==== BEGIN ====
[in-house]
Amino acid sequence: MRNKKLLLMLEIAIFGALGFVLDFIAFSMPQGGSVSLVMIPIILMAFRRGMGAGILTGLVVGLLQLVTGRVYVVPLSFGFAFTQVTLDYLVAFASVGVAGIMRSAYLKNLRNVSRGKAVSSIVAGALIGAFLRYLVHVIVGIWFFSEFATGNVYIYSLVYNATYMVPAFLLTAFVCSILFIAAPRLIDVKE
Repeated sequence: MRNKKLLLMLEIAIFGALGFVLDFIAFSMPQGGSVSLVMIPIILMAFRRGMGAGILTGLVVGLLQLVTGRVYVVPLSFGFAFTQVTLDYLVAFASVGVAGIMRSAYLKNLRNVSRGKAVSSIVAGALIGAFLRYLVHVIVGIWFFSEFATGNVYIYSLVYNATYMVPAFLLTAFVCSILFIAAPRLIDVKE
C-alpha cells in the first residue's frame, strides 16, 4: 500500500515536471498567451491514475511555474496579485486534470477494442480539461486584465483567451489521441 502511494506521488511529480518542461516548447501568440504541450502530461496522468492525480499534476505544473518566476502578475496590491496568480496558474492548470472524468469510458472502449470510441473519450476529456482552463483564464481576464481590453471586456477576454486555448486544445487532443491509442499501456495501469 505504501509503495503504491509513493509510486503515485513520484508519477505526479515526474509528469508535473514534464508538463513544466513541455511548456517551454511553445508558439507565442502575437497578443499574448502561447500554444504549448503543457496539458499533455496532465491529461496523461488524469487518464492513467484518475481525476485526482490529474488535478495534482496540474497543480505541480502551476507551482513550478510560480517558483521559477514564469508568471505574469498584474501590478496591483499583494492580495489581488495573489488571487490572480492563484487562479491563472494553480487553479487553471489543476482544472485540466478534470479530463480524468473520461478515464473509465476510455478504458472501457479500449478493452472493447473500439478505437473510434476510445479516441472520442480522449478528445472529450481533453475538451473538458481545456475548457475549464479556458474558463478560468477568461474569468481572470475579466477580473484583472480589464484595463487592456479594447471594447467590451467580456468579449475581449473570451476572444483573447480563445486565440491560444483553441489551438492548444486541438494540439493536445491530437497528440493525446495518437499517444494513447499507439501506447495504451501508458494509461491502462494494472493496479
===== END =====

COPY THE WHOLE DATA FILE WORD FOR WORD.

[in-house]
Amino acid sequence: MRNKKLLLMLEIAIFGALGFVLDFIAFSMPQGGSVSLVMIPIILMAFRRGMGAGILTGLVVGLLQLVTGRVYVVPLSFGFAFTQVTLDYLVAFASVGVAGIMRSAYLKNLRNVSRGKAVSSIVAGALIGAFLRYLVHVIVGIWFFSEFATGNVYIYSLVYNATYMVPAFLLTAFVCSILFIAAPRLIDVKE
Repeated sequence: MRNKKLLLMLEIAIFGALGFVLDFIAFSMPQGGSVSLVMIPIILMAFRRGMGAGILTGLVVGLLQLVTGRVYVVPLSFGFAFTQVTLDYLVAFASVGVAGIMRSAYLKNLRNVSRGKAVSSIVAGALIGAFLRYLVHVIVGIWFFSEFATGNVYIYSLVYNATYMVPAFLLTAFVCSILFIAAPRLIDVKE
C-alpha cells in the first residue's frame, strides 16, 4: 500500500515536471498567451491514475511555474496579485486534470477494442480539461486584465483567451489521441 502511494506521488511529480518542461516548447501568440504541450502530461496522468492525480499534476505544473518566476502578475496590491496568480496558474492548470472524468469510458472502449470510441473519450476529456482552463483564464481576464481590453471586456477576454486555448486544445487532443491509442499501456495501469 505504501509503495503504491509513493509510486503515485513520484508519477505526479515526474509528469508535473514534464508538463513544466513541455511548456517551454511553445508558439507565442502575437497578443499574448502561447500554444504549448503543457496539458499533455496532465491529461496523461488524469487518464492513467484518475481525476485526482490529474488535478495534482496540474497543480505541480502551476507551482513550478510560480517558483521559477514564469508568471505574469498584474501590478496591483499583494492580495489581488495573489488571487490572480492563484487562479491563472494553480487553479487553471489543476482544472485540466478534470479530463480524468473520461478515464473509465476510455478504458472501457479500449478493452472493447473500439478505437473510434476510445479516441472520442480522449478528445472529450481533453475538451473538458481545456475548457475549464479556458474558463478560468477568461474569468481572470475579466477580473484583472480589464484595463487592456479594447471594447467590451467580456468579449475581449473570451476572444483573447480563445486565440491560444483553441489551438492548444486541438494540439493536445491530437497528440493525446495518437499517444494513447499507439501506447495504451501508458494509461491502462494494472493496479